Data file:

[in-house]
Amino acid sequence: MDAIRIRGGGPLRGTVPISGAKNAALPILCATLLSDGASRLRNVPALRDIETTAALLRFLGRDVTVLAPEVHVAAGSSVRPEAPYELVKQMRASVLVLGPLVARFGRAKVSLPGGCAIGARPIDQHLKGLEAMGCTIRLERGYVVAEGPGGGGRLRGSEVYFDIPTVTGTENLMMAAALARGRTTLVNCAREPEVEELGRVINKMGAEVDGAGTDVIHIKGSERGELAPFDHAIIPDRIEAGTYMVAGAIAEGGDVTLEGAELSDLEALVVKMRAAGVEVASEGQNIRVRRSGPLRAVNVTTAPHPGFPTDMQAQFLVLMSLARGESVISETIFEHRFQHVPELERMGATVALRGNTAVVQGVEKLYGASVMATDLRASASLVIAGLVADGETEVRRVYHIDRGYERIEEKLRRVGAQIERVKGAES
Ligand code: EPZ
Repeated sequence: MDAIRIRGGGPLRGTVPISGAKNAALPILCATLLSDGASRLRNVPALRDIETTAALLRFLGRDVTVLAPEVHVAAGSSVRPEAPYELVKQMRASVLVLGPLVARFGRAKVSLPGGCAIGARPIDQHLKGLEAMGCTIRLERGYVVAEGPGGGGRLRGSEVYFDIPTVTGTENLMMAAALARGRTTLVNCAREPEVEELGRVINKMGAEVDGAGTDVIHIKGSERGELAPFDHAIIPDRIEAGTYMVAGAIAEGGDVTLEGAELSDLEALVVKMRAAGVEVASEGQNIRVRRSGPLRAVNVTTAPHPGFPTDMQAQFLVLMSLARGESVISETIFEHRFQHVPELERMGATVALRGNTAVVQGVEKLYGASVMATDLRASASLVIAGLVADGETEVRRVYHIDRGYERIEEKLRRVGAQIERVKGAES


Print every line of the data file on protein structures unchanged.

[in-house]
Amino acid sequence: MDAIRIRGGGPLRGTVPISGAKNAALPILCATLLSDGASRLRNVPALRDIETTAALLRFLGRDVTVLAPEVHVAAGSSVRPEAPYELVKQMRASVLVLGPLVARFGRAKVSLPGGCAIGARPIDQHLKGLEAMGCTIRLERGYVVAEGPGGGGRLRGSEVYFDIPTVTGTENLMMAAALARGRTTLVNCAREPEVEELGRVINKMGAEVDGAGTDVIHIKGSERGELAPFDHAIIPDRIEAGTYMVAGAIAEGGDVTLEGAELSDLEALVVKMRAAGVEVASEGQNIRVRRSGPLRAVNVTTAPHPGFPTDMQAQFLVLMSLARGESVISETIFEHRFQHVPELERMGATVALRGNTAVVQGVEKLYGASVMATDLRASASLVIAGLVADGETEVRRVYHIDRGYERIEEKLRRVGAQIERVKGAES
Ligand code: EPZ
Repeated sequence: MDAIRIRGGGPLRGTVPISGAKNAALPILCATLLSDGASRLRNVPALRDIETTAALLRFLGRDVTVLAPEVHVAAGSSVRPEAPYELVKQMRASVLVLGPLVARFGRAKVSLPGGCAIGARPIDQHLKGLEAMGCTIRLERGYVVAEGPGGGGRLRGSEVYFDIPTVTGTENLMMAAALARGRTTLVNCAREPEVEELGRVINKMGAEVDGAGTDVIHIKGSERGELAPFDHAIIPDRIEAGTYMVAGAIAEGGDVTLEGAELSDLEALVVKMRAAGVEVASEGQNIRVRRSGPLRAVNVTTAPHPGFPTDMQAQFLVLMSLARGESVISETIFEHRFQHVPELERMGATVALRGNTAVVQGVEKLYGASVMATDLRASASLVIAGLVADGETEVRRVYHIDRGYERIEEKLRRVGAQIERVKGAES